Molecular tracking of the lineage of strains of Vibrio cholerae O1 biotype El Tor associated with a cholera outbreak in Andaman and Nicobar Islands, India
A large outbreak of acute watery diarrhoea involving all age groups of mongoloid tribal aborigines occurred during October–November, 2002 in the Nancowry group of Andaman and Nicobar Islands in the Indian Ocean. Twenty-one of the 67 stool samples from 67 patients were positive for toxigenic Vibrio cholerae O1, serotype Ogawa biotype El Tor, which showed striking similarity in its antibiogram with some of the strains of V. cholerae O1 Serotype Ogawa biotype El Tor isolated in Kolkata. The Nancowry and Kolkata isolates were compared with molecular tools involving random amplified polymorphic DNA (RAPD) fingerprinting, ribotyping and pulsed-field gel electrophoresis (PFGE). RAPD fingerprinting and ribotyping techniques revealed that all the V. cholerae strains associated with the outbreak in these islands were clonal in nature and identical to a population of isolates obtained from Kolkata since 1993. PFGE could discriminate within these Kolkata isolates further and established that a particular subtype of this population reached the remote Nancowry islands and was responsible for the outbreak.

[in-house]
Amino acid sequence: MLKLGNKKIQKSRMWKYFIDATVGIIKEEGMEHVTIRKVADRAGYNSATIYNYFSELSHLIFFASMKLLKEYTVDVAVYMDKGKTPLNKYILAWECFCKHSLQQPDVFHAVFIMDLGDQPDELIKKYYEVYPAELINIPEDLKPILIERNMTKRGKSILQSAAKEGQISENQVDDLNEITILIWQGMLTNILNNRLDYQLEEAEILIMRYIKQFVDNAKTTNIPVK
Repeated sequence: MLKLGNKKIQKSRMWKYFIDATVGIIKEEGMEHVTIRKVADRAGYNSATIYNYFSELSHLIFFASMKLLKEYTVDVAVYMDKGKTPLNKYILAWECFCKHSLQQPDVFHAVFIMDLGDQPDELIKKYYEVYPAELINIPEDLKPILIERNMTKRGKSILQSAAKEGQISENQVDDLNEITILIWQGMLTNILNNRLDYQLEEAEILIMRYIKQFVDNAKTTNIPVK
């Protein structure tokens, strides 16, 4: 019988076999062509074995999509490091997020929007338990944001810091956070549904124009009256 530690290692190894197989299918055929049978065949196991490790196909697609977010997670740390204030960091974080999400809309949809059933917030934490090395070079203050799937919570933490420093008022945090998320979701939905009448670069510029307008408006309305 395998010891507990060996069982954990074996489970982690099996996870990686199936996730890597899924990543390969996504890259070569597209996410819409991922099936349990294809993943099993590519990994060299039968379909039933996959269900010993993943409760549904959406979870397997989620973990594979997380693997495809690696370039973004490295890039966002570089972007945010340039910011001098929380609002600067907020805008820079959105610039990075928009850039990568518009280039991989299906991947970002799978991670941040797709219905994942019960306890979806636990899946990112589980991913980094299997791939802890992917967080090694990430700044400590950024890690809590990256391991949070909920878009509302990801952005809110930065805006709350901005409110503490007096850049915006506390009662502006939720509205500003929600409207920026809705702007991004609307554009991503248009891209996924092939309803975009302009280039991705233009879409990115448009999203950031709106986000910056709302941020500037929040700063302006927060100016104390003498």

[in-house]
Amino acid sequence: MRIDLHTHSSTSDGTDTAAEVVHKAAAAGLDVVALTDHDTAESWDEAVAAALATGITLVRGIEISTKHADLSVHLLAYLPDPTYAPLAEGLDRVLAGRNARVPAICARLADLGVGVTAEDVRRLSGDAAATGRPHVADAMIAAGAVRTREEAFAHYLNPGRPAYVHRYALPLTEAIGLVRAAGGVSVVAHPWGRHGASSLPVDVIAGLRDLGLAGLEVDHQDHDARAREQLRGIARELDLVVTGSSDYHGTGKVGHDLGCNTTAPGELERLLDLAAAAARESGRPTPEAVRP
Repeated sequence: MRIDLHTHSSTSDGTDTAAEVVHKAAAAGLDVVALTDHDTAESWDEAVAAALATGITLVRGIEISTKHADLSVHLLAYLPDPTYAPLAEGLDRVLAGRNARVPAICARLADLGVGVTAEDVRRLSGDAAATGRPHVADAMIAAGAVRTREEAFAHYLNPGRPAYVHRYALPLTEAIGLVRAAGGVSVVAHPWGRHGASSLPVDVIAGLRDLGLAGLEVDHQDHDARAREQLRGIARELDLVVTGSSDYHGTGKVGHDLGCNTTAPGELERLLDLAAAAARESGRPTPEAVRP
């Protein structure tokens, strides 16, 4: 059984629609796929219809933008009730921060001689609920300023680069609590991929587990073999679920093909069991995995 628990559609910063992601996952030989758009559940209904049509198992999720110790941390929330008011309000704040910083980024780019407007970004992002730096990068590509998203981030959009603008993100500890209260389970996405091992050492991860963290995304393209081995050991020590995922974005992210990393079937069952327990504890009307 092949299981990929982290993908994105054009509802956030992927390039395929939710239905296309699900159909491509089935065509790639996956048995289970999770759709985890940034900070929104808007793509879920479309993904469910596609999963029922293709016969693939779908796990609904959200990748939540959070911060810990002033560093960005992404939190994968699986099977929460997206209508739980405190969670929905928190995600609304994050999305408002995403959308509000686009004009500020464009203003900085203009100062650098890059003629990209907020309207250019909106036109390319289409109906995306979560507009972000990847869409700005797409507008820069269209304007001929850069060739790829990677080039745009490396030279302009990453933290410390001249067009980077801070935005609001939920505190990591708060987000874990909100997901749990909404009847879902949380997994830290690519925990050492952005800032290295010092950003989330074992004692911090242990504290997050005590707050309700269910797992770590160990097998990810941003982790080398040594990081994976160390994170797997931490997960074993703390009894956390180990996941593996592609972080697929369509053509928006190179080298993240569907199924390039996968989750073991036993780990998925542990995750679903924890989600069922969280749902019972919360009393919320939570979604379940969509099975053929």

Document Type: Research Article
Publication date: June 1, 2005